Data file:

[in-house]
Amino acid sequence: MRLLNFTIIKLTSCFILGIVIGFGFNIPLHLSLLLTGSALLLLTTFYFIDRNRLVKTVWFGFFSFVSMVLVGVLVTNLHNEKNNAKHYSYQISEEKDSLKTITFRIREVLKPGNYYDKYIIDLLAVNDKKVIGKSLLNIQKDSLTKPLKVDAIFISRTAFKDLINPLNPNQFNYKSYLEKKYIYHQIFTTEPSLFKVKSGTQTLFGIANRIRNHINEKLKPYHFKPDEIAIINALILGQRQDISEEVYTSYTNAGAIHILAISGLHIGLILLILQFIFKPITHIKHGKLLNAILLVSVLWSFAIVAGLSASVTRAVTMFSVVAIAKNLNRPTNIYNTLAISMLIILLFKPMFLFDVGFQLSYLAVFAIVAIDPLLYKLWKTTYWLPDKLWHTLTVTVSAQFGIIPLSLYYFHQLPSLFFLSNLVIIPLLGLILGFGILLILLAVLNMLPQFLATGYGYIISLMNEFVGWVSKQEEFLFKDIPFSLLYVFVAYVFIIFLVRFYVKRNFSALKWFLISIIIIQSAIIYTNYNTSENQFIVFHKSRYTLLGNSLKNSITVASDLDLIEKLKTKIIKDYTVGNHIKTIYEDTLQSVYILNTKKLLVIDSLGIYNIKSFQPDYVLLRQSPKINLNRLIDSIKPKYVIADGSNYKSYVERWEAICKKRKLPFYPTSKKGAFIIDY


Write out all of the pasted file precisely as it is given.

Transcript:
[in-house]
Amino acid sequence: MRLLNFTIIKLTSCFILGIVIGFGFNIPLHLSLLLTGSALLLLTTFYFIDRNRLVKTVWFGFFSFVSMVLVGVLVTNLHNEKNNAKHYSYQISEEKDSLKTITFRIREVLKPGNYYDKYIIDLLAVNDKKVIGKSLLNIQKDSLTKPLKVDAIFISRTAFKDLINPLNPNQFNYKSYLEKKYIYHQIFTTEPSLFKVKSGTQTLFGIANRIRNHINEKLKPYHFKPDEIAIINALILGQRQDISEEVYTSYTNAGAIHILAISGLHIGLILLILQFIFKPITHIKHGKLLNAILLVSVLWSFAIVAGLSASVTRAVTMFSVVAIAKNLNRPTNIYNTLAISMLIILLFKPMFLFDVGFQLSYLAVFAIVAIDPLLYKLWKTTYWLPDKLWHTLTVTVSAQFGIIPLSLYYFHQLPSLFFLSNLVIIPLLGLILGFGILLILLAVLNMLPQFLATGYGYIISLMNEFVGWVSKQEEFLFKDIPFSLLYVFVAYVFIIFLVRFYVKRNFSALKWFLISIIIIQSAIIYTNYNTSENQFIVFHKSRYTLLGNSLKNSITVASDLDLIEKLKTKIIKDYTVGNHIKTIYEDTLQSVYILNTKKLLVIDSLGIYNIKSFQPDYVLLRQSPKINLNRLIDSIKPKYVIADGSNYKSYVERWEAICKKRKLPFYPTSKKGAFIIDY